The European Aviation Safety Agency (EASA) moved quickly on an August Rolls-Royce recommendation to mandate inspections of Trent 900 engines undergoing overhaul work to ensure that routine maintenance is not leaving them susceptible to a problem that has caused a rubbing issue tied to at least two in-service incidents.
The airworthiness directive calls for inspection of low-pressure turbine (LPT) disk seal fins and interstage seals. The checks are required following so-called pass-off tests when the engines, which power Airbus A380s, are in shops.
The inspections are the latest steps to keep LPT disk seal fins from rubbing against interstage seals (ISS), which can cause the honeycomb seals to crack. One A380 operator discovered pieces of honeycomb in a Trent 900 tailpipe after a vibration that was within limits. A closer inspection revealed damage in downstream LPT stages and “material loss” from part of the Stage 2 rear disk seal fin area. Rolls-Royce responded by recommending on-wing inspections each time engine health monitoring of vibratory levels takes place, and EASA mandated the procedure.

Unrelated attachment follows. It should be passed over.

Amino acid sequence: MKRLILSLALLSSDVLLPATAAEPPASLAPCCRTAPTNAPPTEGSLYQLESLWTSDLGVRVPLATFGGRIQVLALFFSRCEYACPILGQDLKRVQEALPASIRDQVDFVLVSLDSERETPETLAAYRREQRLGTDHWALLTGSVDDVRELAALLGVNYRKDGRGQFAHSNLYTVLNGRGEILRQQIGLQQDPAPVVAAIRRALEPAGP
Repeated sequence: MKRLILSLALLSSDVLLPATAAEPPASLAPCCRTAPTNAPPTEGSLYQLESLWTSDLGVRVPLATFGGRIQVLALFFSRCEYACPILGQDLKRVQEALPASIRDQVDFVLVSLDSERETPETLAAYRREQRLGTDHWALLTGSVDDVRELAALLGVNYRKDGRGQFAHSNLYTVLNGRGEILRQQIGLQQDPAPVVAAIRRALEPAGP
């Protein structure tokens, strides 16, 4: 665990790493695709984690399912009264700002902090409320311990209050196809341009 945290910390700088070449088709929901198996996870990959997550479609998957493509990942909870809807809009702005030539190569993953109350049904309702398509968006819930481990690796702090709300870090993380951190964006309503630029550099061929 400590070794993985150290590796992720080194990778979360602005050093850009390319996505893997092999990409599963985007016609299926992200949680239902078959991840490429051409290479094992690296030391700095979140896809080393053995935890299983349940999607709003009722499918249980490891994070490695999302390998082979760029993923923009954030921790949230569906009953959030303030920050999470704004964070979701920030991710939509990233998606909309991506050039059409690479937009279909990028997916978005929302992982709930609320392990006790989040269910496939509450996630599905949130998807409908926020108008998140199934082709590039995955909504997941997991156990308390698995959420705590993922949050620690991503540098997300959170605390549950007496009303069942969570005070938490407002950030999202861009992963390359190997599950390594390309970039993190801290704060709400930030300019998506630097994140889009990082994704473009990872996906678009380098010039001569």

Following the mandates, another A380 experienced an LPT vibration during climb. The captain shut the affected engine down and turned back. The postincident inspection found separation between the LPT Stage 1 and 2 disks and also Stages 2 and 3, “as well as missing LPT blades and vanes,” EASA says. Investigators concluded that rubbing was the cause.
“At this time, no clear cause has been identified for the ISS rub which resulted in the material release or disk separation,” EASA states. “Nevertheless, a review of all the potential causes of an ISS rub did identify that some of these could be linked to activities [that] take place during an overhaul shop visit.”
Rolls-Royce “has introduced additional criteria for inspection of the Stage 2, 3 and 4 LPT disk seal fins and interstage seals, and removed the requirement to inspect Stage 5 LPT disc seal fins and interstage seal,” EASA says.